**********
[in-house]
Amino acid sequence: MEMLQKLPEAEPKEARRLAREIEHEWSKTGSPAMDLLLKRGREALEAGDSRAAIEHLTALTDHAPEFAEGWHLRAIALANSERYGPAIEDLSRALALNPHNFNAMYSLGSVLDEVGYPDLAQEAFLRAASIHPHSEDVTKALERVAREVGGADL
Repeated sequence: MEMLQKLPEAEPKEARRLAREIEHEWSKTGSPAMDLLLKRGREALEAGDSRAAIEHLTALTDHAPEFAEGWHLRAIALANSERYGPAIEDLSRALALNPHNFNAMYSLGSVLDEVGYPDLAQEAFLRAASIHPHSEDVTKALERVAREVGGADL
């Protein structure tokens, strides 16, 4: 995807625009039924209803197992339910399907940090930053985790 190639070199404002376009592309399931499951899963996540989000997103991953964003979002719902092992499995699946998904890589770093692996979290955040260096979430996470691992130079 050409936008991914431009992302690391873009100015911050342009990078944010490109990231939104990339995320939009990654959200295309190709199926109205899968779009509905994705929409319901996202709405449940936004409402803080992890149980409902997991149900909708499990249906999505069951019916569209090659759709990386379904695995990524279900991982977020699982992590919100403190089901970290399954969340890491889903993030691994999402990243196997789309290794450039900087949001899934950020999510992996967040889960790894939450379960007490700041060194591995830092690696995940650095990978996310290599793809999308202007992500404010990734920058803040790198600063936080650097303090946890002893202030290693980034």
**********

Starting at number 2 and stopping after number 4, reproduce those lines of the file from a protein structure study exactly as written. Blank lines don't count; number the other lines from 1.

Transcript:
Amino acid sequence: MEMLQKLPEAEPKEARRLAREIEHEWSKTGSPAMDLLLKRGREALEAGDSRAAIEHLTALTDHAPEFAEGWHLRAIALANSERYGPAIEDLSRALALNPHNFNAMYSLGSVLDEVGYPDLAQEAFLRAASIHPHSEDVTKALERVAREVGGADL
Repeated sequence: MEMLQKLPEAEPKEARRLAREIEHEWSKTGSPAMDLLLKRGREALEAGDSRAAIEHLTALTDHAPEFAEGWHLRAIALANSERYGPAIEDLSRALALNPHNFNAMYSLGSVLDEVGYPDLAQEAFLRAASIHPHSEDVTKALERVAREVGGADL
């Protein structure tokens, strides 16, 4: 995807625009039924209803197992339910399907940090930053985790 190639070199404002376009592309399931499951899963996540989000997103991953964003979002719902092992499995699946998904890589770093692996979290955040260096979430996470691992130079 050409936008991914431009992302690391873009100015911050342009990078944010490109990231939104990339995320939009990654959200295309190709199926109205899968779009509905994705929409319901996202709405449940936004409402803080992890149980409902997991149900909708499990249906999505069951019916569209090659759709990386379904695995990524279900991982977020699982992590919100403190089901970290399954969340890491889903993030691994999402990243196997789309290794450039900087949001899934950020999510992996967040889960790894939450379960007490700041060194591995830092690696995940650095990978996310290599793809999308202007992500404010990734920058803040790198600063936080650097303090946890002893202030290693980034």